Recently, he says, they brought 26 kids and teachers from St. Joseph School, Nānākuli and Wai‘anae high schools, St. Andrew’s Schools and Kupu to New Zealand for a 10-day leadership retreat.
“We’re trying to provide programming to uplift and train young native people,” he says.
Lui-Kwan is, always, a man about finding solutions.
“When I first started practicing law 28 years ago, I had a project from Ivan,” says Duane Fisher, who works with Lui-Kwan at Starn O’Toole Marcus & Fisher. “It didn’t really have an easy answer, and I said, ‘I couldn’t find an answer to your question,’ and he said, ‘Duane, you’ve given me nothing. This is not helpful. I need you to imagine yourself having this conversation with the client, and you’ve given me nothing to tell the client. I need you to come up with something. You have to be creative and think about it and come up with an answer, even if there isn’t one readily available.'”
That, after all, is Lui-Kwan’s bottom line: When there is a cause to be supported or a person in need of help, there is no alternative other than providing them with that support and help they need. It is every human being’s duty to help others to the best of their ability.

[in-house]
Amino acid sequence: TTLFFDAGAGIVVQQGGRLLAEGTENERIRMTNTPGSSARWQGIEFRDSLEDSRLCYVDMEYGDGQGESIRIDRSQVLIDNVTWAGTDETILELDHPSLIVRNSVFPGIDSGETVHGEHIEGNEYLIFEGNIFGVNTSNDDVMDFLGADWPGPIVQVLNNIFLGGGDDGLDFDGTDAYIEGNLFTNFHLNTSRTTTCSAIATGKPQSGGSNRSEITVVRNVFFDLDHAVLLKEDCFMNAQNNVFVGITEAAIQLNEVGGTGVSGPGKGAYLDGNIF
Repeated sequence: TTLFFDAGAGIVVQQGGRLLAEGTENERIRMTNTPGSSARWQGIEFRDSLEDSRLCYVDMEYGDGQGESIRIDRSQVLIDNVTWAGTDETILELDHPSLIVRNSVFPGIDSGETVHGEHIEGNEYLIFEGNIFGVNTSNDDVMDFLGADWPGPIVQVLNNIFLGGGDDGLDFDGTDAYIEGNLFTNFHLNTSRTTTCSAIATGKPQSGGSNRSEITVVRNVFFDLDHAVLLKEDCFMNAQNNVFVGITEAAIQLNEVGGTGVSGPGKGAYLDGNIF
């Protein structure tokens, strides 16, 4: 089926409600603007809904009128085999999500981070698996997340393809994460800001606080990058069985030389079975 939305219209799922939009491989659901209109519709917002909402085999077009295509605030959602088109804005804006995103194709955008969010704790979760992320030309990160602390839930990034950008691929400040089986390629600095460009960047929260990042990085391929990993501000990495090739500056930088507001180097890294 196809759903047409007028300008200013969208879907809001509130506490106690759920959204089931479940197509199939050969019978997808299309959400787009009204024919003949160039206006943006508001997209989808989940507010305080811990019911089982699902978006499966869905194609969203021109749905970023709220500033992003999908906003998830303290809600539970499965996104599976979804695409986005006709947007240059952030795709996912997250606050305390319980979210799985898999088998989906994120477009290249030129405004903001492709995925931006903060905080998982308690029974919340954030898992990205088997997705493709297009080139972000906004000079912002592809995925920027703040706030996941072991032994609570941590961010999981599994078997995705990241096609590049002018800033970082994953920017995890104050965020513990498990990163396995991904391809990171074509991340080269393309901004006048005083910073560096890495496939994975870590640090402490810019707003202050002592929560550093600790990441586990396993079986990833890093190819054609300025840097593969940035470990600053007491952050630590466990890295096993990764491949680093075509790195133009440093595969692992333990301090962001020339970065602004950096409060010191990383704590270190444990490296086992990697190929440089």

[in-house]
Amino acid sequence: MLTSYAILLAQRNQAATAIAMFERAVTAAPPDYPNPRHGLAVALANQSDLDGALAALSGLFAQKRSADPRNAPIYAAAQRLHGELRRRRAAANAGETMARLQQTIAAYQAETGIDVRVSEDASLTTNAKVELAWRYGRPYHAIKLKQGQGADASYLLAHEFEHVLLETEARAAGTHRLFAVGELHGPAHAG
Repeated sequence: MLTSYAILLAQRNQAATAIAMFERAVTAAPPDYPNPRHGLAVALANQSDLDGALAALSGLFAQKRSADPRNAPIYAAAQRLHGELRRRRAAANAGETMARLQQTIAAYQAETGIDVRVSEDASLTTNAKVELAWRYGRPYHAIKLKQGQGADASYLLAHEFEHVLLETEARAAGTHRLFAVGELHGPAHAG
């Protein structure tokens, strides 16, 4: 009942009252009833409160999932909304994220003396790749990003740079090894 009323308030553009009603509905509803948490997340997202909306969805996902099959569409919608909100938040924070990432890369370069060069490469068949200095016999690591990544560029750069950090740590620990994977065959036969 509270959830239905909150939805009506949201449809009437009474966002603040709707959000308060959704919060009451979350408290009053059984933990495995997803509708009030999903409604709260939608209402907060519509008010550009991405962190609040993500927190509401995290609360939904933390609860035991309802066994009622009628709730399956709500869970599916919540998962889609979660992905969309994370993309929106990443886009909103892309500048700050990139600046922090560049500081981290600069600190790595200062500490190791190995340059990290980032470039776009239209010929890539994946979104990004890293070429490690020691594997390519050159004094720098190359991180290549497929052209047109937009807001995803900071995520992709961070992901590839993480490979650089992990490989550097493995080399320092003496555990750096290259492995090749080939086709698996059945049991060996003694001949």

It is, in a nutshell, the crux of the spirit of St. Francis himself.
Looking back on his own life, Lui-Kwan’s takeaway is simple: “Stand your high moral ground, regardless of the challenges and the threats, and do what’s right.”
“It comes back to the principles and values my mother taught us: You have to be honest, you have to work hard, you have to care for people.”
Two years ago, Ivan Lui-Kwan became the first-ever outsider to be knighted by Maori King Tuheitia (inset) with the Order of the Taniwha, First Class. When he and his family prepared to travel to New Zealand to receive this honor, his friend Kamaki Kanahele told him he couldn’t possibly go without a family kīhei, a ceremonial Hawaiian garment. So Lui-Kwan had his sister Anna Akaka design one that represented the family. Some high lights: the shark tooth represents the family ‘aumakua, while the other two symbols — a wana and kalo — represent the family’s background in education and medicine, respectively.